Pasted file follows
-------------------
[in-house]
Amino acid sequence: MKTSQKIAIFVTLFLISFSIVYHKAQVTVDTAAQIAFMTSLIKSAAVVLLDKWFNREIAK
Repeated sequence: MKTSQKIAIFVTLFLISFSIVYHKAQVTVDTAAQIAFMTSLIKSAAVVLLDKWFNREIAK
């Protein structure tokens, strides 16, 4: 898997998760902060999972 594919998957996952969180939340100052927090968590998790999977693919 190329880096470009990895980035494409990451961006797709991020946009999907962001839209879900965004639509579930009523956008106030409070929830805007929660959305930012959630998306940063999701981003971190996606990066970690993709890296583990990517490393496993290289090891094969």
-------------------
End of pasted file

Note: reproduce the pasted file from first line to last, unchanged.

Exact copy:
[in-house]
Amino acid sequence: MKTSQKIAIFVTLFLISFSIVYHKAQVTVDTAAQIAFMTSLIKSAAVVLLDKWFNREIAK
Repeated sequence: MKTSQKIAIFVTLFLISFSIVYHKAQVTVDTAAQIAFMTSLIKSAAVVLLDKWFNREIAK
């Protein structure tokens, strides 16, 4: 898997998760902060999972 594919998957996952969180939340100052927090968590998790999977693919 190329880096470009990895980035494409990451961006797709991020946009999907962001839209879900965004639509579930009523956008106030409070929830805007929660959305930012959630998306940063999701981003971190996606990066970690993709890296583990990517490393496993290289090891094969």